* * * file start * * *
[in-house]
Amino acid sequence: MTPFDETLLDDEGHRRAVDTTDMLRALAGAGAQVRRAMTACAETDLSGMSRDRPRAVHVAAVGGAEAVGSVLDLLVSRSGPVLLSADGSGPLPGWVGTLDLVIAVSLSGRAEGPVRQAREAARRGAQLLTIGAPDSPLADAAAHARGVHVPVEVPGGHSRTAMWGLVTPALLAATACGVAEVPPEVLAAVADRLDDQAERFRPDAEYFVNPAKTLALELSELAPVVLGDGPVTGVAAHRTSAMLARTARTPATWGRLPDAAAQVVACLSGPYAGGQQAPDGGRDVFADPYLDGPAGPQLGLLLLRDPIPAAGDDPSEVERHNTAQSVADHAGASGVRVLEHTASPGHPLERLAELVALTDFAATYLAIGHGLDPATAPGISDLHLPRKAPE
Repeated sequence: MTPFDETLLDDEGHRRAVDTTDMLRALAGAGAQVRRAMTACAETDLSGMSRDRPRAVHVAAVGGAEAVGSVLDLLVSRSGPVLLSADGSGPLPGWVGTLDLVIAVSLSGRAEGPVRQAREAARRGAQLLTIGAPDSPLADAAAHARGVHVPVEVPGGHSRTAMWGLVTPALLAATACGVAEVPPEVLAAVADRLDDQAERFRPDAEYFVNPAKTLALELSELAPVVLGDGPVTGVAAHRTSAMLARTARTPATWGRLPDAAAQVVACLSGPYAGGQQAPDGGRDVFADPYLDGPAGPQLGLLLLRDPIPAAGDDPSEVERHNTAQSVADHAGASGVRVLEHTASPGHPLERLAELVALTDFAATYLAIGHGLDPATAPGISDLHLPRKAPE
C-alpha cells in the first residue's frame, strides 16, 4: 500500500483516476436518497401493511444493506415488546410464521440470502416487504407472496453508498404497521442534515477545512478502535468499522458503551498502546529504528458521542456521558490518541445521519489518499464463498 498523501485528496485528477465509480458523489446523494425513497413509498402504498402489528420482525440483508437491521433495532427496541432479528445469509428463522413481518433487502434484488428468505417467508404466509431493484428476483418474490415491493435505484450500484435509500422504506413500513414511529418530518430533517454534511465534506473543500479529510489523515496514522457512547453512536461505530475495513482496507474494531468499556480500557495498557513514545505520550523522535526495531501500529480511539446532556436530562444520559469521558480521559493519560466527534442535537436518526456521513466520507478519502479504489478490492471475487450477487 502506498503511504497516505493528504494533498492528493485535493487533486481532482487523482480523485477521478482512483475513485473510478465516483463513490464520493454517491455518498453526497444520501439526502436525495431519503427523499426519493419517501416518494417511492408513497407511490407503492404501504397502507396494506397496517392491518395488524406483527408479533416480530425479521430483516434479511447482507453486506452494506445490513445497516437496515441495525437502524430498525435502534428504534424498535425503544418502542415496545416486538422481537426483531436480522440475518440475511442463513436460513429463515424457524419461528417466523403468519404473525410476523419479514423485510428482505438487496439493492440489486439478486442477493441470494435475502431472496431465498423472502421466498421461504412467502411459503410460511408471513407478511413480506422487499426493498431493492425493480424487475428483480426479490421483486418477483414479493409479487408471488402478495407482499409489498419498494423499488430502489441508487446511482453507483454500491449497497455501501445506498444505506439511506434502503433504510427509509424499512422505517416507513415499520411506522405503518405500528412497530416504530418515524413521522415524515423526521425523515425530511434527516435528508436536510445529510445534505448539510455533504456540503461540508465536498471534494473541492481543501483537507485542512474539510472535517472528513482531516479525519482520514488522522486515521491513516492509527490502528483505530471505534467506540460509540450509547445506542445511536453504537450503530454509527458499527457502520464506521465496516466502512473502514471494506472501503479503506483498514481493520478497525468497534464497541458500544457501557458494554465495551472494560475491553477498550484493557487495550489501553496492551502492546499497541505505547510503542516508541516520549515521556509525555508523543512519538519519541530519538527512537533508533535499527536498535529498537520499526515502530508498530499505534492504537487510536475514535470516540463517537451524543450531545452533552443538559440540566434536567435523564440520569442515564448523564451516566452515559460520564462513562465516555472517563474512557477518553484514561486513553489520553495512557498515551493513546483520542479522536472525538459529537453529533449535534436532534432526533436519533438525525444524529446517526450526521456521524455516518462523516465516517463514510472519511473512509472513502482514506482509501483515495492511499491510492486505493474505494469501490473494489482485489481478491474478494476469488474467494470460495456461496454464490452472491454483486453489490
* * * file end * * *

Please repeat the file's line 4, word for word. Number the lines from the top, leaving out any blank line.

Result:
C-alpha cells in the first residue's frame, strides 16, 4: 500500500483516476436518497401493511444493506415488546410464521440470502416487504407472496453508498404497521442534515477545512478502535468499522458503551498502546529504528458521542456521558490518541445521519489518499464463498 498523501485528496485528477465509480458523489446523494425513497413509498402504498402489528420482525440483508437491521433495532427496541432479528445469509428463522413481518433487502434484488428468505417467508404466509431493484428476483418474490415491493435505484450500484435509500422504506413500513414511529418530518430533517454534511465534506473543500479529510489523515496514522457512547453512536461505530475495513482496507474494531468499556480500557495498557513514545505520550523522535526495531501500529480511539446532556436530562444520559469521558480521559493519560466527534442535537436518526456521513466520507478519502479504489478490492471475487450477487 502506498503511504497516505493528504494533498492528493485535493487533486481532482487523482480523485477521478482512483475513485473510478465516483463513490464520493454517491455518498453526497444520501439526502436525495431519503427523499426519493419517501416518494417511492408513497407511490407503492404501504397502507396494506397496517392491518395488524406483527408479533416480530425479521430483516434479511447482507453486506452494506445490513445497516437496515441495525437502524430498525435502534428504534424498535425503544418502542415496545416486538422481537426483531436480522440475518440475511442463513436460513429463515424457524419461528417466523403468519404473525410476523419479514423485510428482505438487496439493492440489486439478486442477493441470494435475502431472496431465498423472502421466498421461504412467502411459503410460511408471513407478511413480506422487499426493498431493492425493480424487475428483480426479490421483486418477483414479493409479487408471488402478495407482499409489498419498494423499488430502489441508487446511482453507483454500491449497497455501501445506498444505506439511506434502503433504510427509509424499512422505517416507513415499520411506522405503518405500528412497530416504530418515524413521522415524515423526521425523515425530511434527516435528508436536510445529510445534505448539510455533504456540503461540508465536498471534494473541492481543501483537507485542512474539510472535517472528513482531516479525519482520514488522522486515521491513516492509527490502528483505530471505534467506540460509540450509547445506542445511536453504537450503530454509527458499527457502520464506521465496516466502512473502514471494506472501503479503506483498514481493520478497525468497534464497541458500544457501557458494554465495551472494560475491553477498550484493557487495550489501553496492551502492546499497541505505547510503542516508541516520549515521556509525555508523543512519538519519541530519538527512537533508533535499527536498535529498537520499526515502530508498530499505534492504537487510536475514535470516540463517537451524543450531545452533552443538559440540566434536567435523564440520569442515564448523564451516566452515559460520564462513562465516555472517563474512557477518553484514561486513553489520553495512557498515551493513546483520542479522536472525538459529537453529533449535534436532534432526533436519533438525525444524529446517526450526521456521524455516518462523516465516517463514510472519511473512509472513502482514506482509501483515495492511499491510492486505493474505494469501490473494489482485489481478491474478494476469488474467494470460495456461496454464490452472491454483486453489490